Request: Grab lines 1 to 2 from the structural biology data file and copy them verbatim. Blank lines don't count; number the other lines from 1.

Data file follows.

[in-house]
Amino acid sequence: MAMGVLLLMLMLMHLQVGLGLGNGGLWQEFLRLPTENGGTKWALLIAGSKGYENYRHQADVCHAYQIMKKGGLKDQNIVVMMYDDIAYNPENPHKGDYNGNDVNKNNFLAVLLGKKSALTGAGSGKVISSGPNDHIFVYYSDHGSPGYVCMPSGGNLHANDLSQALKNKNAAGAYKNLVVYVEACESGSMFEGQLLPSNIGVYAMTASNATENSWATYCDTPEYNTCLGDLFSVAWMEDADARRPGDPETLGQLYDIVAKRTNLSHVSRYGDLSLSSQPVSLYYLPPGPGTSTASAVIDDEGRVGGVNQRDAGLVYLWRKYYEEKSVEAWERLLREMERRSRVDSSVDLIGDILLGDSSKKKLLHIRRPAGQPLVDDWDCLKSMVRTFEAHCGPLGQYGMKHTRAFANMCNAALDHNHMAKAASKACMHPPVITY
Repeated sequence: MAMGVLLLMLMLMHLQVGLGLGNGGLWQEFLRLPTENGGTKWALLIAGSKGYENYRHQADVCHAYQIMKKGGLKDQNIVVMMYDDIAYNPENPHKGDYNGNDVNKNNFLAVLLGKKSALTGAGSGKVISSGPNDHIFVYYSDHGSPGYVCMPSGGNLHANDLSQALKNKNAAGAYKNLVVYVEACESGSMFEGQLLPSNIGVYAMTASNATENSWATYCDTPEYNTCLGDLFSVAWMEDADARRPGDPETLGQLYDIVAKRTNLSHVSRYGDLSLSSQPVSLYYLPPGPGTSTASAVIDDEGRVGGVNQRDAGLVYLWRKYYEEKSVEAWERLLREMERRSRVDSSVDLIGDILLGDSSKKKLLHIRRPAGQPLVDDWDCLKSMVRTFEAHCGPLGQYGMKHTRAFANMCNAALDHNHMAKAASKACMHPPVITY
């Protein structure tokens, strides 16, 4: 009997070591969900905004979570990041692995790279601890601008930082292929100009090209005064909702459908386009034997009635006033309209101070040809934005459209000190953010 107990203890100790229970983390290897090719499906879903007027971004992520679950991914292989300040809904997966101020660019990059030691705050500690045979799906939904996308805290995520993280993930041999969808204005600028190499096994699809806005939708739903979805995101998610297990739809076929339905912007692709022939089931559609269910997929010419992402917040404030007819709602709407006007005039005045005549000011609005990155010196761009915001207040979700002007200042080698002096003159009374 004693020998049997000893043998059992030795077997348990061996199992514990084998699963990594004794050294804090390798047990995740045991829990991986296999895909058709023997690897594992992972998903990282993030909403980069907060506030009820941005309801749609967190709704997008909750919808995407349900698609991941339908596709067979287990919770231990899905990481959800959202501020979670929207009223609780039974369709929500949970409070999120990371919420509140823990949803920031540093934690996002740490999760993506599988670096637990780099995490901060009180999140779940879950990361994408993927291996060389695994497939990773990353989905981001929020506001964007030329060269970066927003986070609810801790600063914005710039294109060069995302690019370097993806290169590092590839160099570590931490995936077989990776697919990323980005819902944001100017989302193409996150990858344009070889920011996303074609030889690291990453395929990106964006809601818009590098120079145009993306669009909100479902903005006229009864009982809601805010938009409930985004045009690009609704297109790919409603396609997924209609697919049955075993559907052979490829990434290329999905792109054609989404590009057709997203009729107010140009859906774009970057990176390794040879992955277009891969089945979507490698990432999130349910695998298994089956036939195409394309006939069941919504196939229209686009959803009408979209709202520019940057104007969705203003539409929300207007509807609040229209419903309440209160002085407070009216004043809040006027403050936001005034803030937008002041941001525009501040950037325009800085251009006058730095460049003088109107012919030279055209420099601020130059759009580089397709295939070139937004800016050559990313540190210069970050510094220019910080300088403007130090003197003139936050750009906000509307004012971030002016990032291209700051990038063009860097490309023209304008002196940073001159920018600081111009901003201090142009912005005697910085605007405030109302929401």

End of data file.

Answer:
[in-house]
Amino acid sequence: MAMGVLLLMLMLMHLQVGLGLGNGGLWQEFLRLPTENGGTKWALLIAGSKGYENYRHQADVCHAYQIMKKGGLKDQNIVVMMYDDIAYNPENPHKGDYNGNDVNKNNFLAVLLGKKSALTGAGSGKVISSGPNDHIFVYYSDHGSPGYVCMPSGGNLHANDLSQALKNKNAAGAYKNLVVYVEACESGSMFEGQLLPSNIGVYAMTASNATENSWATYCDTPEYNTCLGDLFSVAWMEDADARRPGDPETLGQLYDIVAKRTNLSHVSRYGDLSLSSQPVSLYYLPPGPGTSTASAVIDDEGRVGGVNQRDAGLVYLWRKYYEEKSVEAWERLLREMERRSRVDSSVDLIGDILLGDSSKKKLLHIRRPAGQPLVDDWDCLKSMVRTFEAHCGPLGQYGMKHTRAFANMCNAALDHNHMAKAASKACMHPPVITY